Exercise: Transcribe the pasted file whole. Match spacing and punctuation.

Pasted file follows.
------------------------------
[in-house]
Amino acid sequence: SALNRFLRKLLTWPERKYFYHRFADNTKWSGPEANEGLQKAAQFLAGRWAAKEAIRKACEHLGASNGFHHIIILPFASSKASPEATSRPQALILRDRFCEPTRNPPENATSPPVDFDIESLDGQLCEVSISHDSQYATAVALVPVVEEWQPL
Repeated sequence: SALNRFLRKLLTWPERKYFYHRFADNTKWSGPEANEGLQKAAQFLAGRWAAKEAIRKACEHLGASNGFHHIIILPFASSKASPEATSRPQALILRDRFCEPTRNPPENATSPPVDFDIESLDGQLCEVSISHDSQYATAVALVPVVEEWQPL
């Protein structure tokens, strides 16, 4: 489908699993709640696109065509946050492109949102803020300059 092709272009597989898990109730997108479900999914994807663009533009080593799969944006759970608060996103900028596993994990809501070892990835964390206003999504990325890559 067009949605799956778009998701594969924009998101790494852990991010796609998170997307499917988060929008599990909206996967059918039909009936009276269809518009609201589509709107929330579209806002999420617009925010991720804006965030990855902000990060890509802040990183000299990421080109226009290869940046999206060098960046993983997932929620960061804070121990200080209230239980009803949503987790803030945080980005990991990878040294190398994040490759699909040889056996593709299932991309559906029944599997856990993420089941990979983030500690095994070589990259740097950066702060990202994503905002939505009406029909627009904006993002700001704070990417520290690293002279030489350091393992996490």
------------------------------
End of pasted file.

[in-house]
Amino acid sequence: SALNRFLRKLLTWPERKYFYHRFADNTKWSGPEANEGLQKAAQFLAGRWAAKEAIRKACEHLGASNGFHHIIILPFASSKASPEATSRPQALILRDRFCEPTRNPPENATSPPVDFDIESLDGQLCEVSISHDSQYATAVALVPVVEEWQPL
Repeated sequence: SALNRFLRKLLTWPERKYFYHRFADNTKWSGPEANEGLQKAAQFLAGRWAAKEAIRKACEHLGASNGFHHIIILPFASSKASPEATSRPQALILRDRFCEPTRNPPENATSPPVDFDIESLDGQLCEVSISHDSQYATAVALVPVVEEWQPL
């Protein structure tokens, strides 16, 4: 489908699993709640696109065509946050492109949102803020300059 092709272009597989898990109730997108479900999914994807663009533009080593799969944006759970608060996103900028596993994990809501070892990835964390206003999504990325890559 067009949605799956778009998701594969924009998101790494852990991010796609998170997307499917988060929008599990909206996967059918039909009936009276269809518009609201589509709107929330579209806002999420617009925010991720804006965030990855902000990060890509802040990183000299990421080109226009290869940046999206060098960046993983997932929620960061804070121990200080209230239980009803949503987790803030945080980005990991990878040294190398994040490759699909040889056996593709299932991309559906029944599997856990993420089941990979983030500690095994070589990259740097950066702060990202994503905002939505009406029909627009904006993002700001704070990417520290690293002279030489350091393992996490």